Doily with crewel embroidery, no. 1980.060.005

GMD's collection is unique among academic design collections for its range and depth. The impact of this ongoing digital database project will be to provide detailed visual access to the college's important resource. Since many of GMD's collection objects are constructed of textiles or paper, both which can be damaged by handling and light, the photographs were taken with very high resolution, enabling close inspection - at the thread level on some items. In addition, since GMD's galleries feature rotating exhibitions, the database will become the collection gallery, showcasing the range of the collection from furniture to graphic design to fashion.

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Goblet chair, Eero Saarinen, 1957-1963, no. 0000.026.245

GMD will hold its 35th anniversary event on November 4th, from 5:30-9:30 PM, at International Market Square, 275 Market Street, in Minneapolis. To get involved, or for more details on the event and everything happening at GMD, visit them online at:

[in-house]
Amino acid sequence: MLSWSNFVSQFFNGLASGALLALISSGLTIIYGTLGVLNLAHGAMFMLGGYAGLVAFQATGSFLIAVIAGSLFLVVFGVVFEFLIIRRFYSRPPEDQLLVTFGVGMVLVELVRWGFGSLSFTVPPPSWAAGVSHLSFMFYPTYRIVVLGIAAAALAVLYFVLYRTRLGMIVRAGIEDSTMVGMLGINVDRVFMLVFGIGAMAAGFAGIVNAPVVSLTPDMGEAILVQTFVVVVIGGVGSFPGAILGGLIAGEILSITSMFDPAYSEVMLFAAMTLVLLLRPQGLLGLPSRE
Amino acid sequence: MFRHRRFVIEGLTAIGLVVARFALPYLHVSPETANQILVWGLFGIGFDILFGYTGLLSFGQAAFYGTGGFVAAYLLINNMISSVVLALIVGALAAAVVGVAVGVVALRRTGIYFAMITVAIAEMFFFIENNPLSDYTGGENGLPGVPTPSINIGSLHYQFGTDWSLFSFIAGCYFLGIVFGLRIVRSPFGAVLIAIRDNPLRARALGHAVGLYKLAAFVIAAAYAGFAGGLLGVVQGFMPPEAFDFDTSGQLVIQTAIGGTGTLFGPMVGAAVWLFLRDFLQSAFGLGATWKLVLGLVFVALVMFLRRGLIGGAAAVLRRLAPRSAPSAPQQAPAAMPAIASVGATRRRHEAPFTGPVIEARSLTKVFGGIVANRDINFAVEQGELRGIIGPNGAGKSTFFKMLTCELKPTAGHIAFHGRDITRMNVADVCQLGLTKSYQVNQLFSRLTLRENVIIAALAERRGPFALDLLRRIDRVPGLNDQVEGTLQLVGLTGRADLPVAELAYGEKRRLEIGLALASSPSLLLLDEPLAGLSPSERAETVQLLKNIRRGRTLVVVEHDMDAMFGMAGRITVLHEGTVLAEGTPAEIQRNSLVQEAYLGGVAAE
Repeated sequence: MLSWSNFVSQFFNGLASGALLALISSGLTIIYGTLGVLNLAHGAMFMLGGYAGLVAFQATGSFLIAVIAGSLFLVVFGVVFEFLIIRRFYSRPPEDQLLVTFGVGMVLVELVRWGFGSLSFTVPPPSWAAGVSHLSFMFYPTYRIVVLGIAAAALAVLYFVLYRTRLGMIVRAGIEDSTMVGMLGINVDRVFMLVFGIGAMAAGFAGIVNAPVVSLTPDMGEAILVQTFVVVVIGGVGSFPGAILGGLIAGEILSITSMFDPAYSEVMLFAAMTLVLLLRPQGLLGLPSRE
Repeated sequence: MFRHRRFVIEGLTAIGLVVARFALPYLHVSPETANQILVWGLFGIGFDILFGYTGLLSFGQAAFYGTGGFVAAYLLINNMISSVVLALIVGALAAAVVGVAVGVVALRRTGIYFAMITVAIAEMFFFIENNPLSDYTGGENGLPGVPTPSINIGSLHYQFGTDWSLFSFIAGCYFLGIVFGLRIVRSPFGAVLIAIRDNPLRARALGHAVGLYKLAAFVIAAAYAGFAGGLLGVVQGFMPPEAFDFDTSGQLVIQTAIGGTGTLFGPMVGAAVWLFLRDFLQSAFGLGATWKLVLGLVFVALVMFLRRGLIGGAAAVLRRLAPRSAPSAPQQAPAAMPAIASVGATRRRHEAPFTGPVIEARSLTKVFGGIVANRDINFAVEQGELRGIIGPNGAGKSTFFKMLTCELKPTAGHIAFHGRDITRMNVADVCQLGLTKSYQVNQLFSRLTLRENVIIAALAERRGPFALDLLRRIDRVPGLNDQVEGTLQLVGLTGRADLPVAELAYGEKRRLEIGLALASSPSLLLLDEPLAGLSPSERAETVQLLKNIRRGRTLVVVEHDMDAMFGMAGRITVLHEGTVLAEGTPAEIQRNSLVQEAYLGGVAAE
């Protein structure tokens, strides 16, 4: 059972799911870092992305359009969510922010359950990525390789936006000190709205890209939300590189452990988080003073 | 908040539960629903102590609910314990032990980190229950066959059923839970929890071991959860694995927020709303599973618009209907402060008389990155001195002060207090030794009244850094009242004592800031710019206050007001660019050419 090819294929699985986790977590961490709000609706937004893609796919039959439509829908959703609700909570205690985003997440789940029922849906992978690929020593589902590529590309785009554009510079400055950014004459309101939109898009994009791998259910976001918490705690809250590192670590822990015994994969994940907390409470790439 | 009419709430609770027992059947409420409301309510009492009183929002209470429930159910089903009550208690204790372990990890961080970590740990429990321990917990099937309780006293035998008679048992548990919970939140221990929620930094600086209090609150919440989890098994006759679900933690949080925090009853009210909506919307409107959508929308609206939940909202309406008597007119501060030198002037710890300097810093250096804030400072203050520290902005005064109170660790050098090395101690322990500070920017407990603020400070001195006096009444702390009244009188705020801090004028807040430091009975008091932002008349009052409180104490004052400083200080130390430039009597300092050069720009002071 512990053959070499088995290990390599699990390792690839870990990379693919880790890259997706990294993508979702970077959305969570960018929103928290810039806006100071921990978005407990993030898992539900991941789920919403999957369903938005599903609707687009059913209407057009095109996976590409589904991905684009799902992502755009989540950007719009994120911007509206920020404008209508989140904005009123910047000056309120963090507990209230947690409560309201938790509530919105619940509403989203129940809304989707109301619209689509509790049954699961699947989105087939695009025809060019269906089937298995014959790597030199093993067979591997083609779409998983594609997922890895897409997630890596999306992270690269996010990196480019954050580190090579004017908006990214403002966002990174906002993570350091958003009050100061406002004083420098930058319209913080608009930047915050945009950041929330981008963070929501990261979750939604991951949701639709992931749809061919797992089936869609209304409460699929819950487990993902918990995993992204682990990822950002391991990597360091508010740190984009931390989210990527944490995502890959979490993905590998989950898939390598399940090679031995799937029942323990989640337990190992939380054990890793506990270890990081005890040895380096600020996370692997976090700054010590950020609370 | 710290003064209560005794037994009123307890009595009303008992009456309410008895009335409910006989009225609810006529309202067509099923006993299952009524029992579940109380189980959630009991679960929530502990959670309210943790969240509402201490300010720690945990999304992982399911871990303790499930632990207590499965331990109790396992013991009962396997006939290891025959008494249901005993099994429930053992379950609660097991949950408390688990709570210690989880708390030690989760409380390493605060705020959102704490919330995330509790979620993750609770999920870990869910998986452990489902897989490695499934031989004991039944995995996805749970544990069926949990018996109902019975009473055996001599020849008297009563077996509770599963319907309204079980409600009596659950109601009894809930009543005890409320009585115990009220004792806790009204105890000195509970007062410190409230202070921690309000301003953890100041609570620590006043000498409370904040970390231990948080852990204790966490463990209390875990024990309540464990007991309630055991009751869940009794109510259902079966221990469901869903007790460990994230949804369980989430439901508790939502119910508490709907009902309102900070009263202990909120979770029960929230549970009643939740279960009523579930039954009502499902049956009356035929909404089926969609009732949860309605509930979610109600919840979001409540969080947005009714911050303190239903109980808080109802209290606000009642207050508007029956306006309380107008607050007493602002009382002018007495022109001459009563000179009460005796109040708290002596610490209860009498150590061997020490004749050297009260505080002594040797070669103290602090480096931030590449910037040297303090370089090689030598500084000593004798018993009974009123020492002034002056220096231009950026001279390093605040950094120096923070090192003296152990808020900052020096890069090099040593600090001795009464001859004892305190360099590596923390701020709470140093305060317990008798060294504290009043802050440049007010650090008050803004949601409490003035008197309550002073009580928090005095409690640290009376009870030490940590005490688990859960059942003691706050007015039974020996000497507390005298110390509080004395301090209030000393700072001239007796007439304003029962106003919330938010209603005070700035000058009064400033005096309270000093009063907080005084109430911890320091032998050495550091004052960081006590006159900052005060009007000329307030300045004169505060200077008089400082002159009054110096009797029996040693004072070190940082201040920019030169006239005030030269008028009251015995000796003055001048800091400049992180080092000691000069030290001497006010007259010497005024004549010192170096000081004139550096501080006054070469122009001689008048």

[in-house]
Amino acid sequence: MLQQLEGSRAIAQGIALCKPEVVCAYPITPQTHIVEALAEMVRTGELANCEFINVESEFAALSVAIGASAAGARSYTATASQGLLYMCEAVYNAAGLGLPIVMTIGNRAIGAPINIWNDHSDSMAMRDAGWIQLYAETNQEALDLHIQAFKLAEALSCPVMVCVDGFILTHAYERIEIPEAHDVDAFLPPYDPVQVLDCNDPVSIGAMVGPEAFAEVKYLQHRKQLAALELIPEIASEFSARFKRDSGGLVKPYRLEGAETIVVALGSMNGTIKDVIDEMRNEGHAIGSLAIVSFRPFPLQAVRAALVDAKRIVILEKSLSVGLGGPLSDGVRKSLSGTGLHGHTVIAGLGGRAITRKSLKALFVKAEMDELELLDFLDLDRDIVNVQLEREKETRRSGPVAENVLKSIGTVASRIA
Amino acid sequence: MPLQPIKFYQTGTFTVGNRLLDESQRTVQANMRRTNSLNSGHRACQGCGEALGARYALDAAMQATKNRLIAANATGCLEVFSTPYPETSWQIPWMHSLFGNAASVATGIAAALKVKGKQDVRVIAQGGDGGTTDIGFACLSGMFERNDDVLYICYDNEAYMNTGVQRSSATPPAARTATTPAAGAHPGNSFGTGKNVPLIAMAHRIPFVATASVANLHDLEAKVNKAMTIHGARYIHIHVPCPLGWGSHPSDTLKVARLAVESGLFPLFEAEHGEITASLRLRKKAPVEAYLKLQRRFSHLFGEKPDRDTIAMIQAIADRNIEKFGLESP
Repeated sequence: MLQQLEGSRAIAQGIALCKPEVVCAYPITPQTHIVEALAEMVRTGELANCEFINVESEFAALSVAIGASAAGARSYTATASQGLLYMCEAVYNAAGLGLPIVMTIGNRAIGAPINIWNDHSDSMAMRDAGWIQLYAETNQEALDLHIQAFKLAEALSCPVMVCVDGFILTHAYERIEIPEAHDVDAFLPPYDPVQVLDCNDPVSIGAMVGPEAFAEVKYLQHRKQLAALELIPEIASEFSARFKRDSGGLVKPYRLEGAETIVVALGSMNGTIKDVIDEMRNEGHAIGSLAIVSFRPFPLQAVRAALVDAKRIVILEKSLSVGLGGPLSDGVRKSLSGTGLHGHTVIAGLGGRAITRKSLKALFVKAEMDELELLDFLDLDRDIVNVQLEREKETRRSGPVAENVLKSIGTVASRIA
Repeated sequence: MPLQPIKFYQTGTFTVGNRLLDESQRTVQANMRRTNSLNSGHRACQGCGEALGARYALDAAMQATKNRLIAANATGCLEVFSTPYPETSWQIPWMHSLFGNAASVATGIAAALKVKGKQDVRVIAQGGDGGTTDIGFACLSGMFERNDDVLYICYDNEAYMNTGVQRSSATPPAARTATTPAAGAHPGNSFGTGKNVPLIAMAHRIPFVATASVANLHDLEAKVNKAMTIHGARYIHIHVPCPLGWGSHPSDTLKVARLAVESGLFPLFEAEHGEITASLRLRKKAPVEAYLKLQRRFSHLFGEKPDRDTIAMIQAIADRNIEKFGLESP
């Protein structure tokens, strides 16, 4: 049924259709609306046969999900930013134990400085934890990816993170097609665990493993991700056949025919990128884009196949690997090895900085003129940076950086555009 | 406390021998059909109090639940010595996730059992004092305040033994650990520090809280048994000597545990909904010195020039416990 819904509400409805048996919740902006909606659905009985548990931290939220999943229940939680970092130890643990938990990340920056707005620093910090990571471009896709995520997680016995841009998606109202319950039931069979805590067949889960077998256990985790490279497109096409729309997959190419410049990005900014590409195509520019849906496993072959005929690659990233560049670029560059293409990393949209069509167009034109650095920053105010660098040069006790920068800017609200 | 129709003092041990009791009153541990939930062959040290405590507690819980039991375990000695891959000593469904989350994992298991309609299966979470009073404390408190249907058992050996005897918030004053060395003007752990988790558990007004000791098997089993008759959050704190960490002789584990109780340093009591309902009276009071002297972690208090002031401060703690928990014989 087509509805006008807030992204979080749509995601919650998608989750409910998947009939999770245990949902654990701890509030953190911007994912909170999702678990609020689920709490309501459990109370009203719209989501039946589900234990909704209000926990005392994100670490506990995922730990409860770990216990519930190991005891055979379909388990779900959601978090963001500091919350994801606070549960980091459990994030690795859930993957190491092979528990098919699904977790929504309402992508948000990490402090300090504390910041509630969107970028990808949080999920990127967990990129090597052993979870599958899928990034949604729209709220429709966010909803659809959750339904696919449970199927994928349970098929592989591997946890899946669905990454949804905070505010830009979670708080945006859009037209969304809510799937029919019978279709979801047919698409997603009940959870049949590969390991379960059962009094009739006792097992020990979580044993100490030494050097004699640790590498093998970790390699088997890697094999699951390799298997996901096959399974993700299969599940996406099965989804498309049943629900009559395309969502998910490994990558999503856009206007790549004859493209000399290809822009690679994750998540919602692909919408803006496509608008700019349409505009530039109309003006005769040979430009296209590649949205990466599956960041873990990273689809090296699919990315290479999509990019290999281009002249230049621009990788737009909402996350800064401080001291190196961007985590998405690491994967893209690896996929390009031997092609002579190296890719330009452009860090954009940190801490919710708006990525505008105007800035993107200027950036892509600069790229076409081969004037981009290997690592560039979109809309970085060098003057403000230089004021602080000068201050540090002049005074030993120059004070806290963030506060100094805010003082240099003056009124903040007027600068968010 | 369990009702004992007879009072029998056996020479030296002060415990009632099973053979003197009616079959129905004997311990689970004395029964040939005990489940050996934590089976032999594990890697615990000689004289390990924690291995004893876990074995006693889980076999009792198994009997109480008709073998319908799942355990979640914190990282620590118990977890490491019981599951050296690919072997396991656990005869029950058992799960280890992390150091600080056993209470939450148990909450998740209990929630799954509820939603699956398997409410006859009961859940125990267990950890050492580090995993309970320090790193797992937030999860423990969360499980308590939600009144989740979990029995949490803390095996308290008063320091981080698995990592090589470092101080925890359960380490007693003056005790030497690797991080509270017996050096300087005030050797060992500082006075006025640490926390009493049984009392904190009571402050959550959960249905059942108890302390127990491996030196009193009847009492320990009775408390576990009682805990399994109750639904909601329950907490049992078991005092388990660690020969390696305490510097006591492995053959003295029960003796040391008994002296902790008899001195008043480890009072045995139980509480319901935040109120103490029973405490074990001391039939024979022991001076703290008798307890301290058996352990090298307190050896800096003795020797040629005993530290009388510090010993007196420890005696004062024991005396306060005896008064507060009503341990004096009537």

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Evening dress, Karl Lagerfeld, no. 2004.019.029

Monday, August 8, 2011

American costume jewelry

by Laura Marsolek

While the Goldstein Museum of Design has a significant collection of clothing, a little known fact is that there is also a wonderful collection of jewelry. I'm Laura, the summer intern at GMD and I work with the jewelry collection. Some of my favorite pieces in the collection are rhinestone jewelry from the 1930's-1950's sold at department stores such as Dayton's.

no. 1997.000.087a-b

Sandor Goldberger designed this lovely pair of gold tone and blue enamel flower pins. A large sky blue rhinestone peeks from the center of the flower bud and is set in place by tiny enameled blue petals. Extending from the bud are clear rhinestones and four large leaves, delicately enameled in tones of blue. Naturalistic enameling was Goldberger's specialty. Goldberger founded the company in the 1930's and is widely credited with being the first designer to offer enameling in costume jewelry designs.

c. 1940's, no. 2004.033.039

This piece is a signature CoroCraft Duette of two owl brooches with piercing faceted green rhinestone eyes and green enamel accents. Coro began as a partnership between Emanuel Cohn (the "Co") and Carl Rosenberg (the "ro"). The two produced jewelry in New York in 1901 under the marks Coro, Corocraft, and Vendome. CoroCraft was one of Coro's higher priced lines, most famous for their duet pieces and jewelry that is interchangeable. This particular piece comes with two identical owl brooches with hinged pins on the reverse that can be used separately or clipped to a frame so the two become one brooch. One can even see the CoroCraft signature and Pegasus along with the patent number stamped on the back.